Expect to retire in the next 10 years? Learn more about how to "Exit Agriculture Without Paying a Monster Tax" at a half-day DTN University workshop in Chicago Dec. 6. Go to www.dtnagsummit.com for details.


Soil Health Gaining Traction

Fri. Nov 27, 2015 11:15 AM

By Chris Clayton
DTN Ag Policy Editor

SHELBY, Neb. (DTN) -- It was a little chilly Monday morning as Greg Whitmore gave an early tour of various cereal rye cover-crop mixes on his farm.

Whitmore is one of 40 farmers taking part in the Soil Health Partnership, a long-term research demonstration project led by the National Corn Growers Association with support from Monsanto Co. and the Walton Family Foundation. Whitmore was showing how various mixes of cereal rye, turnips, radishes and clover were doing on his fields. The cover crops were applied at different times and with different methods, ranging from aerial seeding to using a high-boy seeder in the field.

"Anytime the average air temperature is above 40 (F) degrees, rye will be growing," said Nick Goeser, director of the Soil Health Partnership for NCGA. "It's a really versatile cover crop and a good fall-back."

Forty farmers are involved in the Soil Health Partnership, mainly in Indiana, Illinois and Iowa, and another 25 farmers are likely to join the partnership within the next year, Goeser said. The reach is expanding, as some groups in Nebraska want to set up a specific program just for that state that would link into the national efforts.

Soil health is going to get a lot of focus in the coming week. World Soil Day is Dec. 4 and will be celebrated by the United Nations Food and Agriculture Organization. Around that time, a new soil-health institute in the U.S. will be launched as well with a focus on studying soils nationally to increase long-term productivity and resiliency.

Agricultural groups plan to take these soil-health elements to Paris for the climate talks to make the case that more needs to be done in global climate discussions to ensure resiliency in the food system.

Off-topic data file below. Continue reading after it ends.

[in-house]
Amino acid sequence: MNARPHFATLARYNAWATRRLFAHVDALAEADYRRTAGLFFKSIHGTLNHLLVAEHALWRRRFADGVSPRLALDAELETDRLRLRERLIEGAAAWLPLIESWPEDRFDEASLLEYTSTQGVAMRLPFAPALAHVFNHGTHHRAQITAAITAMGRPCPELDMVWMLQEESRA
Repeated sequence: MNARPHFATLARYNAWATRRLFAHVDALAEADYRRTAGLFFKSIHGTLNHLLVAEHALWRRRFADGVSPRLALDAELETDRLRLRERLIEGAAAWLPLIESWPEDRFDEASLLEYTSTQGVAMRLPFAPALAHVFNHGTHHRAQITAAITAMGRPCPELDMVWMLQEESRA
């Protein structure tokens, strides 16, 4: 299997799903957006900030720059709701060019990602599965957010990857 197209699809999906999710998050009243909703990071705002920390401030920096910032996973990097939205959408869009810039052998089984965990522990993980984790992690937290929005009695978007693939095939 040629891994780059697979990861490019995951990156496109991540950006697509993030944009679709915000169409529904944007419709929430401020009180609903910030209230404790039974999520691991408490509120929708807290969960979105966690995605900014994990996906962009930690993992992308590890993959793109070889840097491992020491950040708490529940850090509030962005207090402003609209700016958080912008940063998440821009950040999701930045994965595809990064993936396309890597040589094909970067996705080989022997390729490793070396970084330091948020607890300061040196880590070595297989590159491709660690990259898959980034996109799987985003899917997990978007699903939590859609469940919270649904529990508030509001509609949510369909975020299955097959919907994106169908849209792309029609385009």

"With Paris coming up, we're going to be talking about air quality more and more and the U.S. commitments," Goeser said.

Just last week, the Natural Resources Defense Council rolled out its own study championing cover crops and soil health to increase crop resiliency, sequester carbon in the soil and improve water-holding capacity in crops.

Whitmore farms about 2,500 acres, of which about two-thirds are corn and one-third are soybeans. Whitmore's corn crop is a mix of seed corn, grain and silage. His silage supplies a large nearby dairy. The dairy also provides crop nutrients by pumping effluent from the dairy farm through their pivots, as well as offering slurry for fields. Whitmore said he normally will get a couple of one-acre-inch applications from the dairy effluent on his fields in a given year that will satisfy most of the fertilizer demands for his corn crop after he plants it. Whitmore notes the difference in areas that get effluent applied and those that don't.

"You can see over here with some of the cover crop where the effluent covered and where it didn't," Whitmore said. "There's a definite growth difference."

While his cover seeding costs can run $15 to $25 an acre depending on the application and mixes, Whitmore noted his custom silage cutters have told him they see a difference in silage fields where cover crops are used because the cover crop holds nitrogen that can later be taken up by the silage corn during different growing stages.

Goeser visited Whitmore's farm Nov. 23 as part of a road trip with his father and brother. Goeser wanted to see how Whitmore and other area farmers were growing cover crops while also using effluent and slurry mixed in from a dairy. Whitmore was concerned that applying slurry after seeding a cereal rye-radish cover mix would tear up the field too much. That didn't turn out to be the case as the cover crops recovered quickly and began growing.

"I've had a number of people ask me how to work cover crops into a dairy system," Goeser said.

Whitmore started planting cover crops in 2002-03. He had started selling silage to the new dairy a year or two earlier. After a couple of springs of watching dust blow off the fields, Whitmore said he realized he needed to change the way he manages his fields. That's when they started putting some cereal rye down, he said.

"I'm a firm believer we have got to have a cover over that crop," Whitmore said. "... It help(s) conserve moisture, even though it takes a little bit to grow it."